Angry, religious conservatives against Afghan women

2014-06-10 02:53:00

Nazila Isgandarova

Today's Zaman, May 27, 2013, Monday/ 16:41:00;jsessionid=TxEaeBI1R-uCo9b6FDpBKdtd?newsId=316681&columnistId=0

The status of women in Afghanistan came into the limelight again recently as a result of lawmaking efforts in the Afghan parliament.

But this time, the issue is not related to flogging women, women who violated the burqa rule of the hard-line Taliban regime or stoning a woman to death for the crime of being a victim of rape. Religious lawmakers in Afghanistan with a conservative mind set blocked legislation that was introduced in parliament. Their principal argument is that the new legislation is un-Islamic and would make women disobedient by granting them more freedom.

Attempts to improve the status of women in Afghanistan have been quite challenging. Twelve years after the official rule of the Taliban, the government of President Hamid Karzai has made a few efforts to release Afghan women from their current life imprisoned in their own homes, including opening Afghanistan's parliament to women by reserving 60 seats for female lawmakers. These efforts were the foundation for the recent piece of legislation; however, it did not move forward when first introduced, and there was even a step back on women's issues. Therefore, Fawzia Koofi, a lawmaker, women's rights activist and a candidate for president next year, decided to bring the Law on the Elimination of Violence against Women before parliament again in order to prevent any future president from repealing it to satisfy hardline religious parties.

However fierce opposition blocked the bill and prevented it from being endorsed by parliament. They argue that the new legislation has at least eight articles that violate strict Islamic principles. These articles include keeping the legal age to marry at 16 years old for women and 18 years old for men; the establishment of shelters for victims of domestic abuse; limiting the number of wives to two and the criminalization of child marriage, forced marriage, domestic violence against women and enforcing three-year prison terms for women who run away from their homes. It also aims to ban "baad," the traditional practice of exchanging girls and women to settle disputes and the ability to charge rape victims with the crimes of fornication and adultery.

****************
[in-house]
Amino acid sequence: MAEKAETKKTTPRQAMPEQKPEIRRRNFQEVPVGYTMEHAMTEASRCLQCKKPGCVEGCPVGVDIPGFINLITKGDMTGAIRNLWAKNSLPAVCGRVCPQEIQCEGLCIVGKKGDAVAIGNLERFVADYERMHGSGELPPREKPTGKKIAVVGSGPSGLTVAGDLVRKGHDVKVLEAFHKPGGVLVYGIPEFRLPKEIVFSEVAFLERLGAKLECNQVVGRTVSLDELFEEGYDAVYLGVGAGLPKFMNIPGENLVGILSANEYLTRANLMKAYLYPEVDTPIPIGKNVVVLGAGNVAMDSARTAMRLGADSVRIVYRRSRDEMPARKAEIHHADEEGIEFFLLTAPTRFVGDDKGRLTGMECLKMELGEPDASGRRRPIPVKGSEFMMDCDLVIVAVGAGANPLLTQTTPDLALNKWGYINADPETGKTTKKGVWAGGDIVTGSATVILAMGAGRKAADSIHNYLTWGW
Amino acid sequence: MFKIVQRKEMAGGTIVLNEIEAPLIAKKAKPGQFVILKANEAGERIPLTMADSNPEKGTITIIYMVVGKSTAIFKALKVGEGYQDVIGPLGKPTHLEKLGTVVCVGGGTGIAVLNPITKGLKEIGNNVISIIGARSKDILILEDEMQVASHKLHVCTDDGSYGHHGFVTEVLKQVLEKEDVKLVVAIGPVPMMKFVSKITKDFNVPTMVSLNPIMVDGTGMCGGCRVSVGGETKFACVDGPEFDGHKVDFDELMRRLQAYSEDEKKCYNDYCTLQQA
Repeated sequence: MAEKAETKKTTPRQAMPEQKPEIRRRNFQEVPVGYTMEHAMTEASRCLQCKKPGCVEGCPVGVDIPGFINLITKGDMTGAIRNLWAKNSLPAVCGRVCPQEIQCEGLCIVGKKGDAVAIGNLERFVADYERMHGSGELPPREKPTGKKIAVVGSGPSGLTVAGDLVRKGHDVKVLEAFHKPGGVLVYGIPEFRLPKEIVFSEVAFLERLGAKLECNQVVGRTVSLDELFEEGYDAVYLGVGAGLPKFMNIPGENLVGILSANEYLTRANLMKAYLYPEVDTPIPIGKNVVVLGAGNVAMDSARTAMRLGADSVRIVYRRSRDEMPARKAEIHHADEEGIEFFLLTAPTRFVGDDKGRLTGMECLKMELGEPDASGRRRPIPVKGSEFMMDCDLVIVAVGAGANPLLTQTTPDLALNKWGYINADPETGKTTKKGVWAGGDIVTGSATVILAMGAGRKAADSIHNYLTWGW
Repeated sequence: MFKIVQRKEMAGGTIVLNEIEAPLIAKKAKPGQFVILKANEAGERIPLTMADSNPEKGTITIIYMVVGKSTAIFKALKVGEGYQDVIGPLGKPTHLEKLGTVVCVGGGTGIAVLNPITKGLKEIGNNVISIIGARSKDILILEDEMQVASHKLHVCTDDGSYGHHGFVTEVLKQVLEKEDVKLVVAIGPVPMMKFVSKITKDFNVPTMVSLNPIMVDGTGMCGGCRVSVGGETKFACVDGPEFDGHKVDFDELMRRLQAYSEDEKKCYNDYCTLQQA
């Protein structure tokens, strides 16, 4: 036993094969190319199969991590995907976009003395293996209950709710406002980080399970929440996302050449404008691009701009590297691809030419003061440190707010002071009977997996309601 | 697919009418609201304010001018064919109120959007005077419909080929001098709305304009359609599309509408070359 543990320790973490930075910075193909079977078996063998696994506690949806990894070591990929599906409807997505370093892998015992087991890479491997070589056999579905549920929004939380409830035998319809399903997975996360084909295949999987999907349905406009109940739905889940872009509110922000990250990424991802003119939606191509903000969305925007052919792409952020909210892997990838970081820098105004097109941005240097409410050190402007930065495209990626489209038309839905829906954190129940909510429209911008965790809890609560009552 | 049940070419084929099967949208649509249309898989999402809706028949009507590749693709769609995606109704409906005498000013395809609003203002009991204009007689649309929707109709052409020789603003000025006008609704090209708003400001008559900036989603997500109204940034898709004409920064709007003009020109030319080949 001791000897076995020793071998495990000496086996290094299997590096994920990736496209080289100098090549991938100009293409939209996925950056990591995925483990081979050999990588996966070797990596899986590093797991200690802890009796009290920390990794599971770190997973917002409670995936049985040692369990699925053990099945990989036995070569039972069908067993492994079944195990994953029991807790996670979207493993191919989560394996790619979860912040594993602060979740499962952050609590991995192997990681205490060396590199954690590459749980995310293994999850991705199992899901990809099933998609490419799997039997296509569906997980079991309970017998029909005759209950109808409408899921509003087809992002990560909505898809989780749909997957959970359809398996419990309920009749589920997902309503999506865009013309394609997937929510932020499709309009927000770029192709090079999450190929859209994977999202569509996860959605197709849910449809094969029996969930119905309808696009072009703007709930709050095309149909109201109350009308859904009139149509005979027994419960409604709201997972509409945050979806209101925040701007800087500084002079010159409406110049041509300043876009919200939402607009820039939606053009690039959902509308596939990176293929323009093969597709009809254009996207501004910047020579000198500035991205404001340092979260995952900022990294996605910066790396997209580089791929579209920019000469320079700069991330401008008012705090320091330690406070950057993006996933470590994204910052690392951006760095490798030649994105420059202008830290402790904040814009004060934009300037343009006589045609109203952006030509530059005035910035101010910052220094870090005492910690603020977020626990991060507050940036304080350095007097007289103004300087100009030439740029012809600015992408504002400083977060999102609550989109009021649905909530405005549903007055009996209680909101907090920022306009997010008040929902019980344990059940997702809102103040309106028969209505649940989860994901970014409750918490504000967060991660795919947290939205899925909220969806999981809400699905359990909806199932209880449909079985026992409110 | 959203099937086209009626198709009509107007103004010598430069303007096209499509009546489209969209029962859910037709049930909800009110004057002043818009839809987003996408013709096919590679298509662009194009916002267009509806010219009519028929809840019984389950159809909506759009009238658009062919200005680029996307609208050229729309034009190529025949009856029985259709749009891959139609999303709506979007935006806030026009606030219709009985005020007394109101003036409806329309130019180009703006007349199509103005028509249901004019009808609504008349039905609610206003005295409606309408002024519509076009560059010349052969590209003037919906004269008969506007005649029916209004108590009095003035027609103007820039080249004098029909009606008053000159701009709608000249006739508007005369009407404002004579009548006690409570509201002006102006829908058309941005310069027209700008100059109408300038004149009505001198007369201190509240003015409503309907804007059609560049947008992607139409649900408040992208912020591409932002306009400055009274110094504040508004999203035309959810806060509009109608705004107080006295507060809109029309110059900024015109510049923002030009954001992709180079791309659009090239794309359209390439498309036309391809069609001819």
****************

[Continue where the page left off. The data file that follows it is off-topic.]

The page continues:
Because of its progressive nature, the new legislation was defeated by the patriarchal mind set of conservatives who use Islam to their own advantage to argue that Muslim women are the property of their husbands, fathers, brothers and sons. Such an approach to Islam is a direct result of conservative readings of the basic sources of Islam.

The main tenets of this kind of reading can be summarized as following. First of all, conservative Muslims believe in male superiority over women because they see women as complementary creatures to men. They argue that women are more prone to make mistakes because of their biological and mental functions and capacities. Therefore, they justify a sexual division of labor in which women must submit to their husbands, fathers or brothers. For them, the main purpose of the creation of women is for men's pleasure. In order to fulfill their “duty” to men, women must be excluded and prevented from active participation in society.

Second, the seclusion of women added to the patriarchal belief that women being active in society leads to the temptation of men and moral corruption; therefore, any attempt to encourage women's emancipation is dangerous and should be blocked.

Third, a conservative approach to women's role in family and public life makes women -- not men -- responsible for any chaos or “sin” that occurs in public life. This reason, in particular, became a subject of heated discussion between the conservatives and liberals in the Afghan parliament. Please, pay attention to how holding women responsible for their own rape became an ugly statement made by a lawmaker, Mandavi Abdul Rahmani of Barlkh province, who said, “Adultery itself is a crime in Islam, whether it is by force or not.” Another conservative lawmaker, Nasirullah Sadiqizada Neli, who is from Daykundi province, also argued that a rape provision in the new legislation would remove the custom of prosecuting raped women for fornication and adultery and would lead to social chaos because it would encourage women to engage in extra-marital sex.

In short, it seems that the conservatives in Afghanistan still live in their narrow patriarchal world that make life hell for women. Although the Taliban regime does not lead the government today, their influence is still strong and visible. It is sad to see that any progressive attempt to improve the lives of women in Afghanistan still faces many challenges. One of the most important challenges is a strict interpretation of Islamic principles, especially those that relate to women.  Without a new egalitarian approach to Islam in Afghanistan, it will be impossible to pass new legislation to improve the status of women in Afghanistan

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